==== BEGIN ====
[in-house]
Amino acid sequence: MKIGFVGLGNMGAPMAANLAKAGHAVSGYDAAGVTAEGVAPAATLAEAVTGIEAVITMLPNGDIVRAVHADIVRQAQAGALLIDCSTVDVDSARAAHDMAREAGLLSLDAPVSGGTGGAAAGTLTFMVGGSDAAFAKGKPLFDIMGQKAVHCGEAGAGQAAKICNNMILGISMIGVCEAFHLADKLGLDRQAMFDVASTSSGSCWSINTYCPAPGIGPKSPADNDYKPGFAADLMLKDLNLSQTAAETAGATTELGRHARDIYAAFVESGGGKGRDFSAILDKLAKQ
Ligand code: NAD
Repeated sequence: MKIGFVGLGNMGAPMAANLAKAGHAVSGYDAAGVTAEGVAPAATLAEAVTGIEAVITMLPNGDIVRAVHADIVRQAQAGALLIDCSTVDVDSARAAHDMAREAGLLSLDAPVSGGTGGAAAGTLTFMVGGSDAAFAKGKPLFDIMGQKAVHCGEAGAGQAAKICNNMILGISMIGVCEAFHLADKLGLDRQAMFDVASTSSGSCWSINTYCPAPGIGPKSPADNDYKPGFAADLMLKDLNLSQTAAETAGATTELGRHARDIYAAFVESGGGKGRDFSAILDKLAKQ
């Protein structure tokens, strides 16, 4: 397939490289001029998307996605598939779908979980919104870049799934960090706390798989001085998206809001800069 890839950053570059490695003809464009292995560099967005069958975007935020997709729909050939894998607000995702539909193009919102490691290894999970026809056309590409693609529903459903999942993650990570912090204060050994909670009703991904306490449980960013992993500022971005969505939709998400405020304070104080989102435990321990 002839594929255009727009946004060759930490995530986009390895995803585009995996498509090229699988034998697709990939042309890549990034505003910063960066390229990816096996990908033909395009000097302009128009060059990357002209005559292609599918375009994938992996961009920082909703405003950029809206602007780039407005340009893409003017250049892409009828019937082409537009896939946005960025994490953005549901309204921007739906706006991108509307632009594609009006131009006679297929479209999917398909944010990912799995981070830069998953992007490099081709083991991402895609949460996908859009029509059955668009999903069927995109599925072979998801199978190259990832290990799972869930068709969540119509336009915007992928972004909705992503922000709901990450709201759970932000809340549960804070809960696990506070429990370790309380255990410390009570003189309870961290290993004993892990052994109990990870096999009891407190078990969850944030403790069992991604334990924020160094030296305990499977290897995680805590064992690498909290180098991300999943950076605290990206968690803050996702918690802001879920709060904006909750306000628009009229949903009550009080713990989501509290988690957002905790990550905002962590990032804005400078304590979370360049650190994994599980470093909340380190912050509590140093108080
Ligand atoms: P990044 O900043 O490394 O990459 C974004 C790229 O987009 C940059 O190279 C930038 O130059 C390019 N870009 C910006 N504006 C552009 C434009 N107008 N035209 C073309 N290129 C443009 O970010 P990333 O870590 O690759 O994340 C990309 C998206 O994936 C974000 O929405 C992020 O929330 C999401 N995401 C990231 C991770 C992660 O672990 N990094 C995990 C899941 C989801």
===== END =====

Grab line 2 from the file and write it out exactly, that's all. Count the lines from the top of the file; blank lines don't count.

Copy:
Amino acid sequence: MKIGFVGLGNMGAPMAANLAKAGHAVSGYDAAGVTAEGVAPAATLAEAVTGIEAVITMLPNGDIVRAVHADIVRQAQAGALLIDCSTVDVDSARAAHDMAREAGLLSLDAPVSGGTGGAAAGTLTFMVGGSDAAFAKGKPLFDIMGQKAVHCGEAGAGQAAKICNNMILGISMIGVCEAFHLADKLGLDRQAMFDVASTSSGSCWSINTYCPAPGIGPKSPADNDYKPGFAADLMLKDLNLSQTAAETAGATTELGRHARDIYAAFVESGGGKGRDFSAILDKLAKQ